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The effects of nanoclay inclusion on cyclic fatigue behavior and residual properties of carbon fiber-reinforced composites (CFRPs) after fatigue have been studied. The tension–tension cyclic fatigue tests are conducted at various load levels to establish the S-N curve. The residual strength and modulus are measured at different stages of fatigue cycles. The scanning electron microscopy (SEM) and scanning acoustic microscopy (SAM) are employed to characterize the underlying fatigue damage mechanisms and progressive damage growth. The incorporation of nanoclay into CFRP composites not only improves the mechanical properties of the composite in static loading, but also the fatigue life for a given cyclic load level and the residual mechanical properties after a given period of cyclic fatigue. The corresponding fatigue damage area is significantly reduced due to nanoclay. Nanoclay serves to suppress and delay delamination damage growth and eventual failure by improving the fiber/matrix interfacial bond and through the formation of nanoclay-induced dimples.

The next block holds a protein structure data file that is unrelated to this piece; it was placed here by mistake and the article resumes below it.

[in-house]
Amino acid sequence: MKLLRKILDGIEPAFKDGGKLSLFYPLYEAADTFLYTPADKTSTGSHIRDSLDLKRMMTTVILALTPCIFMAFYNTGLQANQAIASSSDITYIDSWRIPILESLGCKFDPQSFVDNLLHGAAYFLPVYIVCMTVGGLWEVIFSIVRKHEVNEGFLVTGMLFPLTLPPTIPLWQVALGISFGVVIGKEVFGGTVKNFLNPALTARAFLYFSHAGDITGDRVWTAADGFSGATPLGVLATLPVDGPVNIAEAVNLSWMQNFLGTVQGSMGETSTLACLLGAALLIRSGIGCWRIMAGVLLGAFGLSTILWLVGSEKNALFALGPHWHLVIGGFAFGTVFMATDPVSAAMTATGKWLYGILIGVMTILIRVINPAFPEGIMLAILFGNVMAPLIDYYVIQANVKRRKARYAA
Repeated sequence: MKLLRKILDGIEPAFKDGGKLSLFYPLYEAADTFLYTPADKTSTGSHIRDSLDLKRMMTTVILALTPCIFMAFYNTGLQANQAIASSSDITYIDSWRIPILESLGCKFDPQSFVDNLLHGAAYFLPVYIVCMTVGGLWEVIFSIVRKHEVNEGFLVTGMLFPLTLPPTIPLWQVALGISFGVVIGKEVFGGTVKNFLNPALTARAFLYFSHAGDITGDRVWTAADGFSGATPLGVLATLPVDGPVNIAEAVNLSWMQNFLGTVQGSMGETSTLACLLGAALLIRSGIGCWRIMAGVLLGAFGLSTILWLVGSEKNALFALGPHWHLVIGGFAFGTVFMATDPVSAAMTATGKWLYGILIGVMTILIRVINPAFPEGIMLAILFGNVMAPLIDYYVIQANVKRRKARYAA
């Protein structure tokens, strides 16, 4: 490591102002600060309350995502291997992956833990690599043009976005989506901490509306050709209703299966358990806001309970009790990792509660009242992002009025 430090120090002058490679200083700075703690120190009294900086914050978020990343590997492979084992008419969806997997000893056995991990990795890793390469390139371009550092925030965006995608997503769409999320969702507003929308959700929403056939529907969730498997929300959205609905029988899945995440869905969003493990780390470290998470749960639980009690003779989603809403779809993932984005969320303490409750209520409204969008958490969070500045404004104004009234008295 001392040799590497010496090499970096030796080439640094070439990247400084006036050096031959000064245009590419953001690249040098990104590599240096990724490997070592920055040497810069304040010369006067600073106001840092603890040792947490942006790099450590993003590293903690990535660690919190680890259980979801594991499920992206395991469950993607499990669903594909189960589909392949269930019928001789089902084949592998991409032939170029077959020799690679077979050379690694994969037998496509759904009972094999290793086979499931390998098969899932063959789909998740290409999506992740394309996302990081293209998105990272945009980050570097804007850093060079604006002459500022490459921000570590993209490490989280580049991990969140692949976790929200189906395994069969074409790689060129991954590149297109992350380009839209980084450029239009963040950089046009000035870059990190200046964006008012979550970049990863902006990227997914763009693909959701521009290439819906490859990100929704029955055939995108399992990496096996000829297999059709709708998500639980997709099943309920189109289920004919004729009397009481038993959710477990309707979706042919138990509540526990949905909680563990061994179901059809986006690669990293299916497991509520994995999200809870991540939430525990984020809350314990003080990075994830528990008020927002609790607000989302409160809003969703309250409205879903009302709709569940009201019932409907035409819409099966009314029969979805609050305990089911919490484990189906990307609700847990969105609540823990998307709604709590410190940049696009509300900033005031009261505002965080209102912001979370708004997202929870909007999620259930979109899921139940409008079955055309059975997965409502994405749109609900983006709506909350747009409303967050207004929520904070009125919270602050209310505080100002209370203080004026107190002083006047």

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  Fatigue damage behaviors of carbon fiber-reinforced epoxy compositescontaining nanoclay Shafi Ullah Khan a , Arshad Munir b , Rizwan Hussain b , Jang-Kyo Kim a, ⇑ a Department of Mechanical Engineering, Hong Kong University of Science and Technology Clear Water Bay Kowloon, Hong Kong  b National Engineering and Scientific Commission, P.O. Box 2801, Islamabad, Pakistan a r t i c l e i n f o  Article history: Received 13 February 2010Received in revised form 19 June 2010Accepted 5 August 2010Available online 11 August 2010 Keywords: A. NanoclayA. Carbon fiberB. FatigueB. Interfacial strengthC. Damage tolerance a b s t r a c t The effects of nanoclay inclusion on cyclic fatigue behavior and residual properties of carbon fiber-rein-forced composites (CFRPs) after fatigue have been studied. The tension–tension cyclic fatigue tests areconducted at various load levels to establish the S-N curve. The residual strength and modulus are mea-suredat different stages of fatiguecycles. Thescanningelectronmicroscopy(SEM) andscanningacousticmicroscopy(SAM)areemployedtocharacterizetheunderlyingfatiguedamagemechanismsandprogres-sivedamagegrowth. TheincorporationofnanoclayintoCFRPcompositesnotonlyimprovesthemechan-ical properties of the composite in static loading, but also the fatigue life for a given cyclic load level andthe residual mechanical properties after a given period of cyclic fatigue. The corresponding fatigue dam-age area is significantly reduced due to nanoclay. Nanoclay serves to suppress and delay delaminationdamage growth and eventual failure by improving the fiber/matrix interfacial bond and through the for-mation of nanoclay-induced dimples.   2010 Elsevier Ltd. All rights reserved. 1. Introduction Carbon fiber-reinforced composites (CFRPs) are widely used asstructural material in load bearing applications because of highstrength and stiffness, dimensional and thermal stability, and cor-rosionresistance.Fatigueisknowntobeoneoftheprimaryreasonsfor failure in many structural materials, including CFRPs [1–3].When subject to cyclic loading, CFRPs exhibit gradual degradationofthemechanicalandstructuralperformanceasaresultofdamageaccumulation. The nature of fatigue damage in CFRPs is very com-plicated and is quite different from those of isotropic materials.The damage states are closely related to the anisotropy and heter-ogeneity which leads to the formation of different stress levelsdepending on the lay-up sequence and orientation of laminate.ThefatiguedamagemodesinCFRPsincludecombinationsof inter-facialdebonding,matrixcracking,delamination,fiberbreakage,etc.Early work on unidirectional CFRP laminates under tensile fatigueloading displayed a high degree of resistance before sudden cata-strophic failure [4]. However, when the matrix was more highlyloaded such as laminates with off-axis fiber orientations, the re-sponsewascompletelydifferent: thereweremultiplemechanismsof failure throughout the material involving combinations of fiberand matrix damage interaction. The fatigue behavior of on-axisspecimenswasinfluencedbythestochasticbreakageofbrittlefiberbundles,whereasthatofoff-axisangle-plywasstronglyaffectedbytheinelasticsheardeformationandcrackpropagationoftheductilepolymer matrix [5]. Similar conclusions were drawn in a recentstudy where the failure modes were as much related to the cyclicstress as to the off-axis angle [6]. For on-axis specimensthe failuremodes were fiber-dominated and matrix-dominated when highand low cyclic stresses, respectively, were applied. In sharp con-trast, for off-axis specimens the failure mode was always matrix-dominated irrespective of the stress level.Thermosetting epoxy resin systems are widely employed asmatrix materials for composites in many fields such as aerospace,automotive and microelectronics. Toughening of epoxies has beenone of the topics most extensively studied because of the brittlenature of epoxies and their widespread applications for engineer-ing components. Understanding the fatigue crack propagationbehaviors of epoxy composites has been of great importance be-cause such composites are often used for engineering componentsthat are subject to cyclic loading. Curtis [7] found that the tough-ened resin system can improve the tensile fatigue response inthe low cycle fatigue regime, while in the high-cycle fatigue rangethe fatigue performance of the toughened epoxy is inferior to thatof standard epoxy-based composites. Epoxy matrices with a highductility exhibited a higher compressive fatigue resistance [8].The mode I delamination fatigue crack growth was studied of interlayer/interleaf-toughened CFRP laminates [9]. The heteroge-neous interlayer with fine polyamide particles increased the crackgrowth resistance. 0266-3538/$ - see front matter    2010 Elsevier Ltd. All rights reserved.doi:10.1016/j.compscitech.2010.08.004 ⇑ Corresponding author. Tel.: +852 23587207; fax: +852 23581543. E-mail address:  mejkkim@ust.hk (J.-K. Kim).Composites Science and Technology 70 (2010) 2077–2085 Contents lists available at ScienceDirect Composites Science and Technology journal homepage: www.elsevier.com/locate/compscitech  Although many research efforts have been directed towardunderstanding the mechanisms of fatigue in polymer matrix com-posites, the effects of nanoparticles on their fatigueperformanceisstill not fully understood. The addition of 1wt% of carbon nano-tubes (CNTs) to the matrix of glass fiber-epoxy composite lami-nates improved their high-cycle fatigue life by a remarkable 60–250% [10]. Even more impressively, the addition of 2 and 5wt%multi-walled CNTs enhanced the fatigue performance of physio-logically maintained methyl methacrylate–styrene copolymer(MMA-co-sty) by 565 and 593%, respectively [11]. Zhang et al.[3] demonstrated an order of magnitude reductionin fatigue crackpropagation rate for an epoxy system with the addition of 0.5wt%of CNTs. Thecrack-tipbridgingandfrictional pull-outmechanismswere responsible for the suppression of fatigue in the nanocom-posite. Other types of nanofillers also gave rise to improved frac-ture properties. For example, the introduction of SiO 2  particlesincreased both the initiation fracture toughness and the corre-sponding cyclic fatigue behavior of epoxy [12]. Al 2 O 3  and TIO 2 nanoparticlesimprovedtheflexuralstrength,stiffnessandfracturetoughnessaswellasthefatiguecrackpropagationresistanceoftheepoxy [13]. The incorporation of organoclay in polyurethane elas-tomers showed significantly improved fatigue life in addition tomore than 150% increase in static strength and failure strain [14].Many studies have devoted to improving the mechanical prop-erties of fiber-reinforced composites by adding nanoclay. In addi-tion to mechanical properties, clay-epoxy nanocomposites haveshown wide array of property improvements with only very lowfractions of clay, including the enhanced thermal stability[15,16], reduced moisture and gas permittivity [17] and superior flame retardancy [18]. The nanoclay, in particular, exhibited ame-liorating effects on fracture and fatigue resistance of carbon fibercomposites(CFRPs):e.g. increasedmode1delaminationresistance[19], enhanced impact damage resistance and tolerance [20] and better static and impact fracture toughness [21]. However, veryfewstudies have appearedinthe openliteratureonfatigueperfor-mance of hybrid CFRP composites containing nanoclay. As a con-tinuation of our previous studies on clay-CFRP hybrid composites[19–21], this work specifically studies the fatigue performance of CFRP composites affected by the incorporation of nanoclay. TheS-N curves and the residual properties of hybrid composites aftertension–tension cyclic loads of different levels were specificallyevaluated. 2. Experiments  2.1. Materials and fabrication of composite laminates The laminate composites were fabricated from unidirectionalcarbonfiberandorganoclayfilledepoxyresin.Theepoxyresinsys-temwasbasicallythesameasthatemployedinourpreviousstud-ies [19–21]: a diglycidyl ether of bisphenol A (DGEBA) epoxy(Epon828, supplied by Shell Corp) mixed with 1,3-phenylenedi-amine (supplied by Aldrich) hardener at a ratio of 100:14.5 byweight. Unidirectional carbonfabric (suppliedby Taiwanelectricalinsulators) with a unit weight of 200g/m 2 was used as the mainreinforcement for composite laminates. The organoclay, NanomerI30P (supplied by Nanocor), is an octadeclyamine modified mont-morillonite suitable for dispersion in epoxy resins [17]. Theorganoclay was dried overnight at 75  C in an oven prior to use.The epoxy in a glass beaker was heated at 75  C to lower the vis-cosity and the organoclay was added. The organoclay contentwas varied between 0, 3, and 5wt% of the epoxy resin-hardenermixture. Mixing was conducted at a shear rate of 3000rpm for1h using a high speed shear mixer (Ross Mixer). The mixturewas subjected to sonication using an ultrasonicator (Branson2510)atanultrahighfrequencyfor 3htofurtherdispersetheclay,whilemaintainingtheresintemperatureat75  Cusingahotwaterbath. After sonication, the translucent color of the epoxy/clay mix-ture indicates uniform distribution of organoclays, partly confirm-ing the efficiency of the sonication conditions used. The mixturewas degassed in a vacuum oven followed by addition of curingagent, and the mixture was stirred while avoiding the formationof bubbles. Twelve ply laminates of 30cm square were preparedby hand lay-up of carbon fabrics with a stacking sequence [0/90] 3S onasteelmouldplate.Tokeepfabricswellaligned,necessaryprecautions were takenduring handlay-up. The moldedlaminateswere wrapped with bleeders and peel plies within Teflon dam allaround, which was cured at 80  C for 2h and at 150  C for 8h, fol-lowed by post-cure at 160  C for 2h in a vacuum hot press (Tech-nical Machine Product Corp). The high cure temperatureexcursions for long durations were aimed at complete cure of theresin. The cured composite laminates were cut, by a diamondwheel, at 45   off-axis directions to obtain a resultant stacking se-quence of [±45] 3S . Introduction of clay into epoxy inevitably in-creases the viscosity of the resin, which may result in compositelaminates thicker than those without clay. To lower the viscosityand thus to avoid the thickness variation, the resin was heated to75  C during the whole processing steps, including shear mixing,sonication and degassing, as well as before hand lay-up after mix-ing with the hardener. A uniform laminate thickness and a con-stant fiber volume fraction were further assured through the useof Teflon dams of required thickness and a constant pressure of 0.32MPa during curing. The volume fraction of carbon fibers,  V   f  ,was consistently maintainedat about 0.55 for boththecompositeswith and without nanoclay, which was determined from theknown weights and densities of the composite constituents.  2.2. Characterization, static and cyclic fatigue tests The static tensile tests were conducted according to the specifi-cation, ASTM D3039, on a universal testing machine (MTS Sintex10/D) to determine the tensile strength and modulus. Rectangularspecimens of 230mm long  20mm wide  2.5mm thick wereloaded at a crosshead speed of 2mm/min. An extensometer withgauge length of 25mm was attached to the specimen to monitorthe strain during loading.Thetension–tensioncyclicfatiguetestswereconductedaccord-ing to the specification, ASTM D3479, on a universal testing ma-chine (25 KN servo-hydraulic Instron 1300). The tests wereconducted at room temperature on a load control mode at a stressratio of 0.1, and with constant-amplitude sine-wave loading. Todetermine the fatigue S-N curves, the maximumstress levels werekept at 80, 70, 60 and 45% of the corresponding ultimate tensilestrength(UTS) of the composite. Atest frequencyof 2Hz was usedwhich was lowenough to minimize the effect of adiabatic heating.Rectangular specimens, 230mm long, 20mm wide and 2.5mmthick, were cut from the composite plates, and end tabs made of glass fabrics and 40mm long were bonded at both ends of thespecimen to avoid failure around the gripping device during thetests. At least four specimens were tested for each set of loadingconditions. The residual properties of the composites were mea-sured after different periods of fatigue loading at a maximum loadequivalentto60%oftheultimatetensilestrengthofthecomposite.Static tensile tests were conducted on the pre-cycled specimens tomeasure the residual tensile strength and modulus. The tests fol-lowedthe same procedureas those for the static tensile propertieson virgin specimens.The scanning electron microscopy (SEM) was used to examinethe surface morphologies of the static and fatigue fractured speci-mens and thus to identify the different failure mechanisms in-volved in CFRPs with and without nanoclay. The scanning 2078  S.U. Khan et al./Composites Science and Technology 70 (2010) 2077–2085  acoustic microscopy (SAM, Sonix Micro-Scan System) was em-ployed to characterize the progressive fatigue damage growth atdifferent stages of fatigue cycles. A focused acoustic beam wasscanned over the damaged laminate using a transducer equippedwith a 35MHz probe in a through-transmission mode. Both theneat CFRP composites and the hybrid composites containing5wt% nanoclay were examined before loading and after 5K,10K, 20K, 25K and 30K fatigue cycles. For ease of understandingonly two colors, black and grey, were used to present the damagestate and a threshold value of 10% was used as the border line be-tween the two colors. 3. Results and discussion  3.1. Static tensile properties Fig. 1 presents a typical TEM image of nanocomposites with5wt% clay content, indicating a mixture of full intercalation andpartial exfoliation. Representative stress–strain curves obtainedfromthestatictensiletestsareshowninFig.2.Allmaterialsexhib-ited a typical bilinear stress–strain behavior before failure. As re-ported previously [22–24], the tensile stress–strain curves forangle-plyspecimensarenon-linearduetothesignificantcontribu-tion of the polymer matrix. It is clearly seen that both the yieldstrength and the failure strain increased with increasing the claycontent. Fig. 3 summarizes the static tensile strength and modulusof clay-CFRP hybrid composites containing varying clay contents.Both the tensile strength and modulus increase continuously withincreasing clay content, which is again a reflection of the compos-ite property significantly affected by the matrix property. Thisobservation is generally consistent with the flexural properties re-portedearlier[21]althoughtheflexuralstrengthtendedtobemar-ginally reduced at a high clay content due to the potential lack of dispersion of clay.The fracture surface morphologies as shown in Fig. 4 exhibitedsharp contrast between the composites without and with 5wt%nanoclay. Interfacial debonding between the fiber and matrix, aswell as limited deformation of matrix material are the major fail-ure mechanisms observed in the composites without clay. Thefracture surface was generally smooth and featureless indicatingbrittle failure. Meanwhile, the clay-CFRP hybrid composites re-vealed improved fiber–matrix interfacial bonding due to the pres-ence of nanoclay in the matrix material that maximizes the stresstransfer between matrix and fiber. The modified epoxy adheredwell to thelongcarbonfibersandthe fracturesurface was rougherandtextured,quitesimilartothoseobservedfromtheinterlaminarfracture surfaces [19]. It is thought that the octadecylamine modi-fier used for I.30P organoclay had alkyl and amine groups that arefunctionally compatible with carbon fibers to give rise to strongadhesion [20]. Similar amine groups have been extensively usedtofunctionalizecarbonnanotubes/nanofibersforpolymercompos- Fig. 1.  Typical TEM image of nanocomposite containing 5wt.% clay, showingdispersion state of nanoclay. Fig. 2.  Representative stress–strain curves of clay-CFRP hybrid composites. Fig. 3.  Tensile properties of clay-CFRP hybrid composites containing varying clay contents. S.U. Khan et al./Composites Science and Technology 70 (2010) 2077–2085  2079  ite applications, which may also be responsible for the improvedadhesion between the modified epoxy and ultra-high molecularweight polyethylene fibers [25]. It is well known that the proper-ties of the composites with [±45] S  ply orientation are dominatedby the in-plane shear properties, which is further confirmed bythegeneralviewofthefailedspecimenshowninFig.5a. Theinter-laminar shear and in-plane shear are considered to be the matrixdominated properties [26]. It was noted (Fig. 2) that the presence of nanoclay in the matrix not only increased the apparent yieldstress but also the strain to failure, which is consistent with theprevious observations of improved interlaminar shear strength(ILSS) [19,27] and in-plane shear strength of fiber composites [28].  3.2. Fatigue life and residual strength Fig. 6 presents the S-N data of clay-CFRP hybrid composite atvarying clay contents. For the same level of maximum appliedstress, the clay-CFRP hybridcompositeexhibitedmuch longer fati-gue life than the composite without clay at all the stress levelstested. A maximum improvement of about 74% in fatigue lifewas achieved with 3wt% clay when cyclic fatigue was carriedout at a load equivalent to 45% of the tensile strength of the spec-imen. Results indicatedthat nanoclaymodificationproducedmoreimprovement in fatigue life at a low stress or a high cycle regimeand was less potent in improving life at high stress levels. At high Fig. 4.  Fracture surface morphologies of CFRP composites: (a and b) without clay and (c and d) with 5wt.% clay. Fig. 5.  Images of the failed specimens from (a) static tension and (b) cyclic fatigue.2080  S.U. Khan et al./Composites Science and Technology 70 (2010) 2077–2085